Warner Music Remains Optimistic on Streaming Music, as Long as It's Paid
Amid the explosion in popularity of streaming music services, Warner Music Group continues to support the concept, as long as subscribers are paying for the music to which they are listening, reports Re/code. Warner's CEO Stephen Cooper spoke about the company's growing interest in streaming music during the company's latest earnings conference call which was held last week.
Streaming music is increasingly important to Warner, with revenue from online music up 74 percent year over year. In the same period, revenue from downloads plummeted 12 percent, echoing a similar downward trend also seen by Apple's iTunes music download service.
To offset the loss from downloads, Warner currently accepts the freemium model of ad-supported streaming music, but only as a means to convert users to paying subscribers. Paid subscriptions and not freemium plans are the future of the industry, states Cooper.
In our view, right now, enabling meaningful global growth in the number of paying subscribers is the best option for artists, for songwriters, for copyright owners and for the services themselves. Subscription streaming is not only a fantastic offering for music fans, it will propel the long-term health of the music industry. We look forward to continuing to work closely with our partners to turbo-charge the adoption rate for subscription streaming.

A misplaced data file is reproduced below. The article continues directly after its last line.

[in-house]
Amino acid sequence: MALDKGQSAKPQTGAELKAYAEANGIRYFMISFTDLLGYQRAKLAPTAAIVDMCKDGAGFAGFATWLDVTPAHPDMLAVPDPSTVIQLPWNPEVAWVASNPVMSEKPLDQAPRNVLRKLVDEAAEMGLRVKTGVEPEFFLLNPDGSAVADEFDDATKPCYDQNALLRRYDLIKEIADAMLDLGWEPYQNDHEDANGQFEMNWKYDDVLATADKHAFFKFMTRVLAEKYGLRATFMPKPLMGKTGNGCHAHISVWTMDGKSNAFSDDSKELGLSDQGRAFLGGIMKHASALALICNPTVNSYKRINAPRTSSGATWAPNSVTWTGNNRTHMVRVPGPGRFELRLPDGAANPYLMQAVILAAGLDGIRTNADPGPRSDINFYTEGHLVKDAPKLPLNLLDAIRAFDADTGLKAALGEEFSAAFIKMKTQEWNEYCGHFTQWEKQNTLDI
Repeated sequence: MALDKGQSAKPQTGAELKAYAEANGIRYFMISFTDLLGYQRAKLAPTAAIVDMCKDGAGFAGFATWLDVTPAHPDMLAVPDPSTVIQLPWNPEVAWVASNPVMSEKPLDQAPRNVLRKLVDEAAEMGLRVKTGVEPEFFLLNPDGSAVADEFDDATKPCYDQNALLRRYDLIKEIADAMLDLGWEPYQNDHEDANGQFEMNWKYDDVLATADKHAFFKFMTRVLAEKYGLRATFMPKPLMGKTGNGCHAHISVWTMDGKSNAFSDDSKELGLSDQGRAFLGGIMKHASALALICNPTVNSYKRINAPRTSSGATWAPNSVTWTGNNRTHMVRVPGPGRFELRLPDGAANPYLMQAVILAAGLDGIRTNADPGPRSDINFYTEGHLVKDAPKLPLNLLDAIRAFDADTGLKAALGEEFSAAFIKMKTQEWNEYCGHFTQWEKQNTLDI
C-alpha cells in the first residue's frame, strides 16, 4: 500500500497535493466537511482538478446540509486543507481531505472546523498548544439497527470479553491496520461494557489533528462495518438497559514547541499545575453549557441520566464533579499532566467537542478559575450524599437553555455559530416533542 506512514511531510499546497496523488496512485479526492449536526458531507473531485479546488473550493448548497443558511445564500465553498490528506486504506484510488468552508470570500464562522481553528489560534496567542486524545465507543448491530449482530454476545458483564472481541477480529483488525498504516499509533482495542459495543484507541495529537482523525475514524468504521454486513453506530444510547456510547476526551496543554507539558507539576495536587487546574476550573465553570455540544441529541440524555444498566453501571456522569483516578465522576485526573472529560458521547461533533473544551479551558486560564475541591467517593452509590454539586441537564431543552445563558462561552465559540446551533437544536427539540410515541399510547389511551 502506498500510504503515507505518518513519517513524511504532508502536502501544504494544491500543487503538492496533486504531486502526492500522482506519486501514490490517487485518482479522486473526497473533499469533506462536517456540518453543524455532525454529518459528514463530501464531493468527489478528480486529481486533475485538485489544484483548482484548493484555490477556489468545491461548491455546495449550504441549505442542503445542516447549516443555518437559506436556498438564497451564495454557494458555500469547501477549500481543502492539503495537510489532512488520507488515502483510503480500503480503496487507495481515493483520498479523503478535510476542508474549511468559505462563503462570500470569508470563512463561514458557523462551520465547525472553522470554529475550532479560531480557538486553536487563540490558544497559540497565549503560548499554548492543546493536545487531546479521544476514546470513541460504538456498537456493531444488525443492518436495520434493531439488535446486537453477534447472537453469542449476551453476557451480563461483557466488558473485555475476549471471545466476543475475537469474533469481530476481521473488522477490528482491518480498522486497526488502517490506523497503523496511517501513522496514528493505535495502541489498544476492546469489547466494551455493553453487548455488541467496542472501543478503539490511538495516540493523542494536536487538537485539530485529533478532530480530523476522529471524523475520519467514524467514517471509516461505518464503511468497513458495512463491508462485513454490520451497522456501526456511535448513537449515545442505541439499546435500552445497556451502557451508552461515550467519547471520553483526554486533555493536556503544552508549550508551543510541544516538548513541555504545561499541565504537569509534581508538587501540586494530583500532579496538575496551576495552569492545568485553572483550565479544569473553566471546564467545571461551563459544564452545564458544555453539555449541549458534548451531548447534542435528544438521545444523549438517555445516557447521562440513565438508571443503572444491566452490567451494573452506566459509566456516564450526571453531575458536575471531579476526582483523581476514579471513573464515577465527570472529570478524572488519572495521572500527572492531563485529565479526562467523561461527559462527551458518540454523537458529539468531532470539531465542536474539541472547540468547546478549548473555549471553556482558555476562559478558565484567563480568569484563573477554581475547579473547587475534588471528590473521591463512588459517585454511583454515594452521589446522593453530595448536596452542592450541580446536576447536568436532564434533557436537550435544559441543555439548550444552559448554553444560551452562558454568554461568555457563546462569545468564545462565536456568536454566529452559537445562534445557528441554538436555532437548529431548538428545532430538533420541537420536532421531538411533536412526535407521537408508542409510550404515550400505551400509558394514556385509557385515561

Warner's emphasis on paying subscribers may not bode well for Apple's reported plan of slashing monthly costs for its Beats Music service. The Cupertino company is rumored to be pushing music labels to cut current subscription prices in half to $5 per month as it negotiates the terms for its recently acquired Beats Music streaming service. Apple argues that lowering the monthly cost will encourage significantly more users to sign up for the paid service, but labels are obviously considering whether those gains will outweigh the lower per-user income that comes with the cheaper pricing.
Along with a goal of lowering consumer pricing, Apple is also said to be working on an early 2015 refresh for the Beats service, likely integrating it into the iTunes brand. With iTunes Radio and Beats Music, Apple offers both ad-supported and paid streaming service, although the two are not currently integrated. iTunes Radio is currently tied to Apple's traditional download offerings, offering easy access for users to purchase individual tracks they hear on iTunes Radio. Even so, iTunes Radio has seen a tepid reception and international expansion has been extremely slow with the service available only in the United States and Australia.